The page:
WHAT WE DON�T BELIEVE IN AND WHAT WE DO
Some time ago, I found myself in an argument with a lady who was indignant over one of the morning blessings. It was the blessing that reads, “Praised are You, O Lord, Ruler of the universe, for having not made me a woman.” I thought I would diffuse her anger with the fact that the Conservative prayer book had not printed that blessing since 1946, but she persisted in her anti-Judaism rant. It became clear to me that the innovation of the Conservative prayer book could not erase the sting of Orthodox “authenticity.” As far as she was concerned, if you want to know what real Judaism is about, one must look to Orthodoxy.
She was, what I refer to as, a non-practicing Orthodox Jew. She was a Jew who was so disgusted with Judaism that she eschewed its practice while at the same time admitting to no other authentic form of Judaism other than Orthodoxy. She is part of a large community of such Jews. Many belong to Conservative synagogues.
A recent exchange with one of our good members pointed to this very issue. He took issue with a compassionate and loving God who had a penchant for severe punishments in response to seemingly minor infractions (e.g., death to anyone who would dare gather sticks on Shabbat, etc.) His complaint was heartfelt, but I wondered where he had heard, at least in this synagogue, that the Torah’s authorship was assigned to God and God alone. That’s an idea that one might find in an Orthodox community, but there are very few Conservative Jews who believe that the Torah was a book written by God and dropped from the Heavens into our hands. This does not render the Torah less sacred for us as a community. It means that in as much as human beings had a hand in the composition of the Torah, the Torah’s message may be clarified over time as humanity grows in its own sense of what is ultimately just and good.
In the midst of a month whose each passing day moves us closer to the celebration of a messiah’s birth, Jews need not be reminded that the messiah has not yet been born. But what may be of surprise is the fact that for many Conservative Jews, a messiah will never be born. The ancient world that gave currency to the idea of a messiah was one politically entangled in corrupt monarchies run by corrupt monarchs. It was only natural to hope and pray for the good king that would some day solve all the problems that a monarch never could and never did. Belief in a personal messiah is still in vogue within Orthodox circles. But for Conservative Jews, the idea of a messiah died with the birth of democracy. That is why we rarely speak of the messiah, but refer to a messianic time, the happy result of all people pooling their goodness and accessing the divine energy around them in order to effect a world that is just and at peace.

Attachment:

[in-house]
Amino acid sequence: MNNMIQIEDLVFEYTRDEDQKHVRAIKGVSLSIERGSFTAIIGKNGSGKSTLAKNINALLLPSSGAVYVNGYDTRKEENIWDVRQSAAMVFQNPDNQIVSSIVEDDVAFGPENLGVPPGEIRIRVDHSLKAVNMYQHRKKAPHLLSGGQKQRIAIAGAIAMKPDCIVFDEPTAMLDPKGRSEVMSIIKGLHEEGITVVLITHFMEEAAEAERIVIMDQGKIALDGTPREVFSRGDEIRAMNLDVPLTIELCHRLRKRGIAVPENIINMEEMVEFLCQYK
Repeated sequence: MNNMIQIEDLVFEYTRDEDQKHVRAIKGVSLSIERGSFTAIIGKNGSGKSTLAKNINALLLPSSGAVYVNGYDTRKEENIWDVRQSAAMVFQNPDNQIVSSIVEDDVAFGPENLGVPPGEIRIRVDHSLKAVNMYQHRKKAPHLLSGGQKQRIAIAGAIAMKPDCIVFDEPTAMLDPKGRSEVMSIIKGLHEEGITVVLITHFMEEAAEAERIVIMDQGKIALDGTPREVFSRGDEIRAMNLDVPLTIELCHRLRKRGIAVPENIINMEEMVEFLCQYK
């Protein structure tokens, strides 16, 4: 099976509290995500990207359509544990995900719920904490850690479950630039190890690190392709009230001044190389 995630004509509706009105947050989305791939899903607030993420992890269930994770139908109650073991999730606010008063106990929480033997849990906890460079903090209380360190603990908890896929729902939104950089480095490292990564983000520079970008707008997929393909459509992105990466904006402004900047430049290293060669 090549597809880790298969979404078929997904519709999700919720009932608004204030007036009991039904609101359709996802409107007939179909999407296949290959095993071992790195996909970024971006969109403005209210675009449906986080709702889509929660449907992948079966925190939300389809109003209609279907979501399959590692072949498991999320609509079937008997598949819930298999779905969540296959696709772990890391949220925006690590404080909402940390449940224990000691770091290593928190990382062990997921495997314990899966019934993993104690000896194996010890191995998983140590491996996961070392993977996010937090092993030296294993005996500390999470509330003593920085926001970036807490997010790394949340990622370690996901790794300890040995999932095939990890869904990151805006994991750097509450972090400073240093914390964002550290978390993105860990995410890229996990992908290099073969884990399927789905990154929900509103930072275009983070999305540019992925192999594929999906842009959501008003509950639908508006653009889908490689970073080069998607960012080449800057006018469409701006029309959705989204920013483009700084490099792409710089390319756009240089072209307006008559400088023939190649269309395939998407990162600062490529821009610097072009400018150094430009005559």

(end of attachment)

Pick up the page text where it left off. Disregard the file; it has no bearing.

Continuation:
There is a danger in generalizations, but knowing who we are and who we are not can draw us closer together as a community. And so—
We do not thank God for having “not made me a woman,” but we do thank God for having made us just shy of being divine. Our gender is a gift of God, no matter how many x chromosomes we may have. We do not believe that God wrote every word in the Torah, but that in no way diminishes the sanctity of this great book. To the contrary, the knowledge that humanity and God have joined together in the creation of a narrative on ultimate good and ultimate justice should underscore the critical role that we play in bringing God’s goodness to life. And finally, we do not believe in a messiah that will correct all the problems of the world, but this does not free us of the responsibility to bring tikkun (repair) to a broken world. The faith we must have in our own ability to bring healing and repair to this world should fill our lives with direction and meaning. If the messiah is not a person outside of us, but the potential savior within us, then every morning we open our eyes to greet the new day is the birth of a messiah.
Is this Orthodox Judaism? Not at all. But it is authentic Judaism. It emanates from the Torah and the rabbinic teachings of old, and it is permeated with the democratic values and liberties that we have come to cherish. When we raise religious objections, let’s make sure we’re objecting to the tradition we adhere to and not to the tradition we don’t. We aren’t Orthodox—we’re Conservative.
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